File on Alleged Priest Abuse Gone
Priest Removed from Active Ministry Locally in 2002 Barred This Week in Texas
By Bonnie Adams
Wilkes Barre Times Leader
July 1, 2004
A file with information related to a potential priest-abuse case is missing from the Monroe County District Attorney's Office.
Monroe County District Attorney E. David Christine Jr. said any criminal investigation into former Bishop Hafey High School priest Christopher Clay will not move forward unless alleged victims come forward.
A sexual-abuse allegation against Clay by a young man arose in 2002 during a separate diocese investigation into two priests at the Society of St. John in Pike County. Clay, who is not the subject of criminal charges or a lawsuit, is being investigated by the Diocese of Scranton.
Christine said Clay's case file was under the care of former District Attorney Mark Pazuhanich.
Pocono Mountain Regional Police told Christine this week that Pazuhanich made an unusual request in 2002 that the file be given directly to him instead of an assistant district attorney. Usually, an assistant district attorney reviews cases and then confers with the district attorney to determine whether charges should be filed.
Christine recently talked with his employees, who said they had not seen the file. "(The file) never got beyond him," Christine said of Pazuhanich. Christine said he's not accusing Pazuhanich, who is awaiting trial on child molestation charges in Wilkes-Barre, of wrongdoing related to the missing file.
Pazuhanich had said in a May 2002 interview with the Times Leader that Clay's alleged misconduct happened two to three years earlier in the Mount Pocono area. He had said the alleged victim was a juvenile at the time.
Pazuhanich had said the investigation was ongoing and no charges had been filed. He said the Pocono Mountain Regional Police Department also was investigating. Pazuhanich could not be reached for comment Wednesday.
Christine said he learned about the missing file after a Dallas, Texas, newspaper published a story Wednesday about Clay. The priest recently celebrated Mass in a Fort Worth church despite the Diocese of Scranton removing him from active ministry in 2002.
Christine said the missing file originated with the Lackawanna County District Attorney's Office and a copy was forwarded to the Pocono Mountain Regional Police Department.
The district attorney said he believed the file contained information of a civil nature such as a videotape of a deposition. He said the file contained nothing that couldn't be reconstructed if needed.
The same young man who made sexual abuse allegations against Clay filed a lawsuit as "John Doe" in federal court in Scranton against two other priests, the Rev. Eric Ensey and the Rev. Carlos Urrutigoity. That case is pending.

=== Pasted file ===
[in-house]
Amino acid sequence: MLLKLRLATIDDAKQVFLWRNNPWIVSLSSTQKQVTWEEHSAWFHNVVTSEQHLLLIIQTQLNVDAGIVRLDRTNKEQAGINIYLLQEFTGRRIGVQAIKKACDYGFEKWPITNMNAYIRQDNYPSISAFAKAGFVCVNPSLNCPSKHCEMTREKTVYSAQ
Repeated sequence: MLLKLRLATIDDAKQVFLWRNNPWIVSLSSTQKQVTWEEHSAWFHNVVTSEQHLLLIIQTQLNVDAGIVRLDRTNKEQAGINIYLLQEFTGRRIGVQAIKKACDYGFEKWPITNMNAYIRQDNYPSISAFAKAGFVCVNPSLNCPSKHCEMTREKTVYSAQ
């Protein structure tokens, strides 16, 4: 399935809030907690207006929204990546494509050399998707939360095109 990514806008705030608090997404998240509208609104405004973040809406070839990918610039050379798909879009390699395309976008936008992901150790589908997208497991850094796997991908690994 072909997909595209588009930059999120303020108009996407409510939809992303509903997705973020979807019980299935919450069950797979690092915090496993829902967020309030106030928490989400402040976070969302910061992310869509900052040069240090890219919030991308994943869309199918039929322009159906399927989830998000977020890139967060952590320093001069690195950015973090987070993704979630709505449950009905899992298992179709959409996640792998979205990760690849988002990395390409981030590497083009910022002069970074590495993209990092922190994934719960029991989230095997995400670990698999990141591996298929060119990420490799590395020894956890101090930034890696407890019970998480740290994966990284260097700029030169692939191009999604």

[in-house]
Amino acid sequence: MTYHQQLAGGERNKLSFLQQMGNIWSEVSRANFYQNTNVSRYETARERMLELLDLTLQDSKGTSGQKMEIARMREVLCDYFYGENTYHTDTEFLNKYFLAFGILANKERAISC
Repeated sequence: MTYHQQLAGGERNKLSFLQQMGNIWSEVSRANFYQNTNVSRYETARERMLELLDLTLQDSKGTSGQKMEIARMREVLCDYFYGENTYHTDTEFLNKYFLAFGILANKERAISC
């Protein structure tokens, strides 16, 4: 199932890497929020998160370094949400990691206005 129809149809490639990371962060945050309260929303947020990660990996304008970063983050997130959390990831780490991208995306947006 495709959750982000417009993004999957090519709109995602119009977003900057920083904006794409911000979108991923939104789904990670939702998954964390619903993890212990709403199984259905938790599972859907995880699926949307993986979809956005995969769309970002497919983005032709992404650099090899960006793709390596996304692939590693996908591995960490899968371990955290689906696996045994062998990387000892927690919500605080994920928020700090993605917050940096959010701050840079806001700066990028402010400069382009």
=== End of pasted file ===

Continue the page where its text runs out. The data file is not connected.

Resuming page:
In a deposition included in the federal lawsuit against Ensey and Urrutigoity, John Doe testified Clay had invited him to the Oratory in Monroe County. He said Clay "proceeded to get me roaring drunk. I remember throwing up in his room all over myself and him taking me into the next room and undressing me and then I woke up naked the next morning."
Christine said no alleged victim approached law enforcement to request a criminal investigation regarding Clay.
John Doe's attorney, James Bendell of Port Townsend, Wash., reacted Wednesday to the missing file. "This snafu makes me really worry whether the children of Pennsylvania are being protected from potentially dangerous predators."
The Diocese of Fort Worth this week barred Clay from participating in church activities in the Texas diocese.
Diocese of Fort Worth Chancellor, the Rev. Robert Wilson, said Wednesday that Clay was assisting at St. Mary the Virgin Church in Arlington, Texas. Wilson said the church's pastor, a longtime friend of Clay's, had not verified Clay was in good standing.
Wilson said unless Clay has permission to minister in the Diocese of Scranton, he cannot minister in the Fort Worth diocese. "We can't let him celebrate Mass or perform sacraments."
The chancellor said he will notify parishes in the Diocese of Fort Worth that Clay should not assist in any church activities.
Orzel said Clay was removed from active ministry after his name surfaced during an investigation into an allegation against the two priests at the Society of St. John. Since February 2003, she said, Clay has been on leave from all ministerial activity in the diocese.
Clay received permission to live privately in Dallas, Texas, where he had grown up, she said. Orzel said Clay had a job there reviewing medical insurance claims. He did not return a message left Wednesday at his home.
Orzel said no diocese had contacted the Scranton diocese to request a report on Clay's status as a priest, nor to ask that he be allowed to function as a priest.
Bendell said his client had initiated an ecclesiastical judicial process against Clay.
The U.S. Conference of Catholic Bishops met in Texas in 2002 to adopt a new policy. When sexual abuse is admitted or proven, a priest must be permanently removed from ministry - regardless of when the incident occurred.
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